After the Stretching Comes the Compression

Clay is such a wild material for creating work. It starts as a lump, really as a goop of mud, and can be turned into solid forms that are microwave and dishwasher safe.

How is clay able to go through that dramatic of a transformation?

The answer: compression

Have you ever tried creating with clay? On the wheel? With coils or slabs?

If you have then you have probably discovered that clay is very malleable. You can form almost anything and the construction possibilities are many.

You’ve probably also run into the hard part about working with clay.

When you’ve gone too fast in your creating. Or you think, “Done!” And it starts to dry for the kiln.

And it cracks.

And it warps.

And that piece over there falls off.

And …

Clay has a memory. It remembers being a lump of mud. It remembers everything – and I do mean everything – it went through during its transformation into a sculpture or pot.

That’s a lot of stretching and growth.

Think about yourself for a minute. What would happen if you had been stretched and proved that much?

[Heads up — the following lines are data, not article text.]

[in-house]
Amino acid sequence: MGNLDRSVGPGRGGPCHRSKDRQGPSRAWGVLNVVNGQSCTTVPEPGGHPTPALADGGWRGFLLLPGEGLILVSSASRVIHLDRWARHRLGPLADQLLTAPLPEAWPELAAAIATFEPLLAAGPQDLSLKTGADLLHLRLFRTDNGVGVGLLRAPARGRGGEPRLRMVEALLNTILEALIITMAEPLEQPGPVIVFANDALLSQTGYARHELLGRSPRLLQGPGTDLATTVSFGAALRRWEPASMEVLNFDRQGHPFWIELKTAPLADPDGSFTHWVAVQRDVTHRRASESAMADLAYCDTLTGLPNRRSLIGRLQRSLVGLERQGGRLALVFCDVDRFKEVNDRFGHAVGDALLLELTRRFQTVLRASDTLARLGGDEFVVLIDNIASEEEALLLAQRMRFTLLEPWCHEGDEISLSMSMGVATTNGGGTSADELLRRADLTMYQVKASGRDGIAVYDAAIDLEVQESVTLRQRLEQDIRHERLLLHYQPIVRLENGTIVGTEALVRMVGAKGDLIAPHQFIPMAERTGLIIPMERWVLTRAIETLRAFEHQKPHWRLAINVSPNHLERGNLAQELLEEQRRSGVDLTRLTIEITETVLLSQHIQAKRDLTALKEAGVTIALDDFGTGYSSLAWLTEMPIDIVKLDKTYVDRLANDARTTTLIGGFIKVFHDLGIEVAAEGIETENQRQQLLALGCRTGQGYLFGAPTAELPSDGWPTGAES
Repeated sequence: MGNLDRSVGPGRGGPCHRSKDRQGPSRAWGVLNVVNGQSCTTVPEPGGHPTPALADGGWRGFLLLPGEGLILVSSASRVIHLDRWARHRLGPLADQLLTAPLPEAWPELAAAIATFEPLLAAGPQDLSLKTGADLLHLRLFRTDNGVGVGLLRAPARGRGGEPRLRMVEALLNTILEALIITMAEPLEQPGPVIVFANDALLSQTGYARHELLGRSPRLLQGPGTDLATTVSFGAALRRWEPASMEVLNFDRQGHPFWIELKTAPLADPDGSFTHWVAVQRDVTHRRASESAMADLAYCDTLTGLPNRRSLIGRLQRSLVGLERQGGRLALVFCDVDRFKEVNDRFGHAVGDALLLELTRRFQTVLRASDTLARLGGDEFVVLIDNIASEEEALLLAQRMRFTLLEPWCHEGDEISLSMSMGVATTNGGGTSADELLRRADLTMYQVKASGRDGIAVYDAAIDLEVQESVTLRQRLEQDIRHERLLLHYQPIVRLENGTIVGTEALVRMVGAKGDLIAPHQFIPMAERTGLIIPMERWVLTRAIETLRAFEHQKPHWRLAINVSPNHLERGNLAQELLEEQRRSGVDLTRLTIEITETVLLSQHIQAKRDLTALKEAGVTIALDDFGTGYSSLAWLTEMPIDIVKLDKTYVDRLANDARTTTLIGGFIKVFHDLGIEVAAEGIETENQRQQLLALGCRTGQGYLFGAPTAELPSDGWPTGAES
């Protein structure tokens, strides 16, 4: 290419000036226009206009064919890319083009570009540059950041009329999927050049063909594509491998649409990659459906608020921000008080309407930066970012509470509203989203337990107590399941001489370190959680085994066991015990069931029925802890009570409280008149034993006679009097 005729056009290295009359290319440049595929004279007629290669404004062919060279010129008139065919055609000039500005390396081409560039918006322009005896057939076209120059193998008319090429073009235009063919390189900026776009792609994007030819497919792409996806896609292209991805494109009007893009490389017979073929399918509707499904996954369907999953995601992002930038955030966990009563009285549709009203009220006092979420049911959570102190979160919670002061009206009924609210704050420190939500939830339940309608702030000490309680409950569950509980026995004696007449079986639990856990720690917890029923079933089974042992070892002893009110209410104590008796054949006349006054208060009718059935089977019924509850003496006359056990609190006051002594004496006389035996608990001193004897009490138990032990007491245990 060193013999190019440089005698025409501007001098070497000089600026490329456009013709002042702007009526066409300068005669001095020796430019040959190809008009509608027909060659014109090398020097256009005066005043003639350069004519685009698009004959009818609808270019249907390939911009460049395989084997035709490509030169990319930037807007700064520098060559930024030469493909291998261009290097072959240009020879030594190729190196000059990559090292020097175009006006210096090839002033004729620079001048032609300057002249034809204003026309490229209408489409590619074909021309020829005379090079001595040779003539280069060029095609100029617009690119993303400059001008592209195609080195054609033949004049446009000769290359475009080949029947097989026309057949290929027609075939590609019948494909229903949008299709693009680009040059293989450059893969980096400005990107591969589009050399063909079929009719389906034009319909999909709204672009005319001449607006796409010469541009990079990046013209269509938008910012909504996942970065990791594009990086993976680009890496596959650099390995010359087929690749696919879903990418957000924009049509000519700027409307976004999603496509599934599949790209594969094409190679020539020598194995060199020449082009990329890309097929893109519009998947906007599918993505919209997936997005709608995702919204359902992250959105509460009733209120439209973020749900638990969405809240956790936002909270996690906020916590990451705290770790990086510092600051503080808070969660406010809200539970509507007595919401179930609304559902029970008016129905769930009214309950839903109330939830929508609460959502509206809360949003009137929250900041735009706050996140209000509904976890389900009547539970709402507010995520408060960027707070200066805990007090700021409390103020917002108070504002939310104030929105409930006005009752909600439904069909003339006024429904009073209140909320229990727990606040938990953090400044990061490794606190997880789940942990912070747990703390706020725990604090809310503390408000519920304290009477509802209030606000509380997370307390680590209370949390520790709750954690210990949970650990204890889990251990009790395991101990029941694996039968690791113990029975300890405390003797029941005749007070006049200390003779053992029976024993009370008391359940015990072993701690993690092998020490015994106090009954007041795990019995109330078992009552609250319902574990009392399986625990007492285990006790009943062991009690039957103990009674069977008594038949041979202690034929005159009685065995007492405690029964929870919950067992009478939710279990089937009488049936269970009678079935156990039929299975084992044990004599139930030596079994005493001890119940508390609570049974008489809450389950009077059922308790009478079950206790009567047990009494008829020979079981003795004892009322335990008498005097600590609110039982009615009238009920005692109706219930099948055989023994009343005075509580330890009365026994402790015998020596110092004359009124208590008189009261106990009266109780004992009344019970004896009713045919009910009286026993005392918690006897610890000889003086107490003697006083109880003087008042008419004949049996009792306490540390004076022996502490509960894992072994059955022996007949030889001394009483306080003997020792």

You just might respond like clay. Maybe fall back into some old habits. Maybe default to an old mindset and react as you have in the past.

Growth is hard!

This is why compression is so important.

Compression is the “there, there” steps along the way of forging a new shape – of becoming.

It’s the smoothing of stretch marks (if only ours were so easy to get rid of!) and throwing rings.

It’s the melding of two pieces of clay together with care and reinforcing where they join.

When clay is stretched it weakens. Compression gives the clay back it’s strength so it’s doesn’t have to snap back into its old shape to be safe.

People are a lot like clay.

Internal and, very often, external forces will stretch us and cause growth. We also need periods along the way to re-strengthen as we embody our new form.

After the stretching comes the compression.